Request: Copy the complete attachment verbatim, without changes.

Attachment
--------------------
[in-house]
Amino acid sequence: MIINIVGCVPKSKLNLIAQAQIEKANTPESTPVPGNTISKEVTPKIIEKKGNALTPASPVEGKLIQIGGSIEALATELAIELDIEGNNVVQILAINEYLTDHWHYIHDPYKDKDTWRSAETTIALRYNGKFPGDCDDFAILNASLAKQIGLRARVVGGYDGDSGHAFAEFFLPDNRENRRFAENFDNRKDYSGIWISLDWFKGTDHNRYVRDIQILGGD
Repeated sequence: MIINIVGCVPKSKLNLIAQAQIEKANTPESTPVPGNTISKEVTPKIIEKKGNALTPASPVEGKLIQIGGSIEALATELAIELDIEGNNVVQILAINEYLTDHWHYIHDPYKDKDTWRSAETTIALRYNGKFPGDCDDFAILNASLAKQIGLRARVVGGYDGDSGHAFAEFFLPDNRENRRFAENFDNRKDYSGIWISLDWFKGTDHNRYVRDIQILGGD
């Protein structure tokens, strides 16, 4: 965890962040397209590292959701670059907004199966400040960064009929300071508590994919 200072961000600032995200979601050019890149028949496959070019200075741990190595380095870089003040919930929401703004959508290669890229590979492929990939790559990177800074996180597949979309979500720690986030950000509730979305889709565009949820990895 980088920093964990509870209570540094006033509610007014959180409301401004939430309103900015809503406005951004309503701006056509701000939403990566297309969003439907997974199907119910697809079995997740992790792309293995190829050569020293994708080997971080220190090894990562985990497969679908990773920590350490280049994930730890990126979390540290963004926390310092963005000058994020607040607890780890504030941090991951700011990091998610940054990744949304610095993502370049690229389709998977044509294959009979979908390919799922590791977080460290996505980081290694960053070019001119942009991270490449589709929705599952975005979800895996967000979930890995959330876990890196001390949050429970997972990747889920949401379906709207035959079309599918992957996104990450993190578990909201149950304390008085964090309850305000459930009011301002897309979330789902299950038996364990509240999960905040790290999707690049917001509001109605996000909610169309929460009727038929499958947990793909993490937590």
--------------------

[in-house]
Amino acid sequence: MIINIVGCVPKSKLNLIAQAQIEKANTPESTPVPGNTISKEVTPKIIEKKGNALTPASPVEGKLIQIGGSIEALATELAIELDIEGNNVVQILAINEYLTDHWHYIHDPYKDKDTWRSAETTIALRYNGKFPGDCDDFAILNASLAKQIGLRARVVGGYDGDSGHAFAEFFLPDNRENRRFAENFDNRKDYSGIWISLDWFKGTDHNRYVRDIQILGGD
Repeated sequence: MIINIVGCVPKSKLNLIAQAQIEKANTPESTPVPGNTISKEVTPKIIEKKGNALTPASPVEGKLIQIGGSIEALATELAIELDIEGNNVVQILAINEYLTDHWHYIHDPYKDKDTWRSAETTIALRYNGKFPGDCDDFAILNASLAKQIGLRARVVGGYDGDSGHAFAEFFLPDNRENRRFAENFDNRKDYSGIWISLDWFKGTDHNRYVRDIQILGGD
């Protein structure tokens, strides 16, 4: 965890962040397209590292959701670059907004199966400040960064009929300071508590994919 200072961000600032995200979601050019890149028949496959070019200075741990190595380095870089003040919930929401703004959508290669890229590979492929990939790559990177800074996180597949979309979500720690986030950000509730979305889709565009949820990895 980088920093964990509870209570540094006033509610007014959180409301401004939430309103900015809503406005951004309503701006056509701000939403990566297309969003439907997974199907119910697809079995997740992790792309293995190829050569020293994708080997971080220190090894990562985990497969679908990773920590350490280049994930730890990126979390540290963004926390310092963005000058994020607040607890780890504030941090991951700011990091998610940054990744949304610095993502370049690229389709998977044509294959009979979908390919799922590791977080460290996505980081290694960053070019001119942009991270490449589709929705599952975005979800895996967000979930890995959330876990890196001390949050429970997972990747889920949401379906709207035959079309599918992957996104990450993190578990909201149950304390008085964090309850305000459930009011301002897309979330789902299950038996364990509240999960905040790290999707690049917001509001109605996000909610169309929460009727038929499958947990793909993490937590």